Many will tell you this is a 400 meter hill averaging 2.5% starting 13.5km into the ride. It isn’t. What they are telling you is where the Aqueduct KOM starts, and its statistics. Unfortunately the KOM starts halfway up the hill – and ends halfway along the flat. Yah, it’s a bit messed up!
Right around 13km you will begin the rise – it is 2.5% on average and goes for 800M. The trick is that the hill undulates a little – starts as a 1% false flat then progresses up to 5% at its peak. The technique here is simple – don’t let your lighter riders race ahead. It’s not that bad and if you’re careful you will barely notice it.
Part 3 – More Flat
After a 500m flat across the Aqueduct itself you’ll drop back down the other side and it will be flat once more until you hit 17.5 km. This is a good time to regroup after the climb/descent and to get yourself back into formation.
Part 4 – Bumpy Stuff
For a TTT, this is the most challenging part of the course. Particularly if you are new to the game. A series of undulations – at first each one is just a meter or two… barely there… but they are just enough to mess with the team’s momentum. You will be exhausted by now so concentrate on staying together. 4km of that sets you up for three small hillocks – each one approximately 10m ascent at around 3%. This whole area winds around and around making it hard to get your bearings. Keep your eyes on the rider in front and stay there!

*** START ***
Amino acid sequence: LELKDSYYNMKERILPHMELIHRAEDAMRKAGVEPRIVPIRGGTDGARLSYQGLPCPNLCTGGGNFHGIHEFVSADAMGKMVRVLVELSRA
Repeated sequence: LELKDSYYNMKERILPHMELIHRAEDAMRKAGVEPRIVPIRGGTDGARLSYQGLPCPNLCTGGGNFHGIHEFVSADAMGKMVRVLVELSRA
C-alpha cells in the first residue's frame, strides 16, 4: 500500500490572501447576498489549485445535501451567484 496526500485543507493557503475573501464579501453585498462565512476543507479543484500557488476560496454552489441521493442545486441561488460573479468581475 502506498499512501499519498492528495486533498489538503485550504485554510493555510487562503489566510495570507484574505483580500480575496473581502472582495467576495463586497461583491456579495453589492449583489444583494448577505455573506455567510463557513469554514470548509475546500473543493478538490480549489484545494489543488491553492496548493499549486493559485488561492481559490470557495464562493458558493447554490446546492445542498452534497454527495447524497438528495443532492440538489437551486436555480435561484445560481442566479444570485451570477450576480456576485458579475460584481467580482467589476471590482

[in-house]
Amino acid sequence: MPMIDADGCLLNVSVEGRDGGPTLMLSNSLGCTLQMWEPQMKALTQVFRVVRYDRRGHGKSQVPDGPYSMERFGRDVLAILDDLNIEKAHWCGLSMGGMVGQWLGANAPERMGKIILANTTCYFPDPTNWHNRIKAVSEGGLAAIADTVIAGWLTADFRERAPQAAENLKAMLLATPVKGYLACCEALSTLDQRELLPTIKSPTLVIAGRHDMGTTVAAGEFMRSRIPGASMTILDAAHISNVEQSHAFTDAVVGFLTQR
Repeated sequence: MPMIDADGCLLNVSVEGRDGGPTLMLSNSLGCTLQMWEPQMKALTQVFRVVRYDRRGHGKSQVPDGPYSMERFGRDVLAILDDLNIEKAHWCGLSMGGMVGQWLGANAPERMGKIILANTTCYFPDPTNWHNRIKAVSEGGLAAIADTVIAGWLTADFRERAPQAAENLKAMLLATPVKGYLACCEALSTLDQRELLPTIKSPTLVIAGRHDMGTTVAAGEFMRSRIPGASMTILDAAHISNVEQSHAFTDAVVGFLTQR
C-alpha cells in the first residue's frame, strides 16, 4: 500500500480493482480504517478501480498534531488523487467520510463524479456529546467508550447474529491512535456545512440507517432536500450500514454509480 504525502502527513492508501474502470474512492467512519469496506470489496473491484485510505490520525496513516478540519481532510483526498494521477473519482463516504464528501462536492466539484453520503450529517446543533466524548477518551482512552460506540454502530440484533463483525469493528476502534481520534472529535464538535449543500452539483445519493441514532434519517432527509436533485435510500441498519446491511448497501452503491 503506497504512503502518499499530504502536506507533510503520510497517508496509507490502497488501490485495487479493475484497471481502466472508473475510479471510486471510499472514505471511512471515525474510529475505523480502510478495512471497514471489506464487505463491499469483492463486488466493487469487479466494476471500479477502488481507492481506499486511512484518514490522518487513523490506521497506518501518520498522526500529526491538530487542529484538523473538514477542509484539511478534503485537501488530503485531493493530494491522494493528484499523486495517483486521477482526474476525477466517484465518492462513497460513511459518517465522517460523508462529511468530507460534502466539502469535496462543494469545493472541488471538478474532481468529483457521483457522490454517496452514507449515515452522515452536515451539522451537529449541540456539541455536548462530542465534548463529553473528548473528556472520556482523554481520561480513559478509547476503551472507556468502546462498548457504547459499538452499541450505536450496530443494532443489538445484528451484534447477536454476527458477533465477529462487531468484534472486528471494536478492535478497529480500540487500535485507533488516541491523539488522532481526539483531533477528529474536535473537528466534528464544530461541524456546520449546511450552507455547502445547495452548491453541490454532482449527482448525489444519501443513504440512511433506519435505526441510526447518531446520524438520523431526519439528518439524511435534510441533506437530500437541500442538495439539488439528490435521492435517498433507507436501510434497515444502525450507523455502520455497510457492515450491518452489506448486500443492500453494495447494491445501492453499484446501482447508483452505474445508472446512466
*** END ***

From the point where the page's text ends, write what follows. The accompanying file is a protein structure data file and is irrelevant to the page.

Don’t underestimate these three hillocks. The team will be wiped out by now and these three will split what’s left of you. Just remember you need 4 across the line, and it is the 4th rider’s time that matters.
From 24km to the start/finish gate is 1.2km of downhill and flat. Finish with a group sprint to show the crowd what you’re made of.
If you’re new to the TTT format this route is a wonderful starting point. Plenty of flat to practice your skills, and a little bit of technical undulation at the end to see how well you operate as a team.
If you are experienced at TTTs this is a flat out ride. Start with 6, end with 4. Claim your 20 points!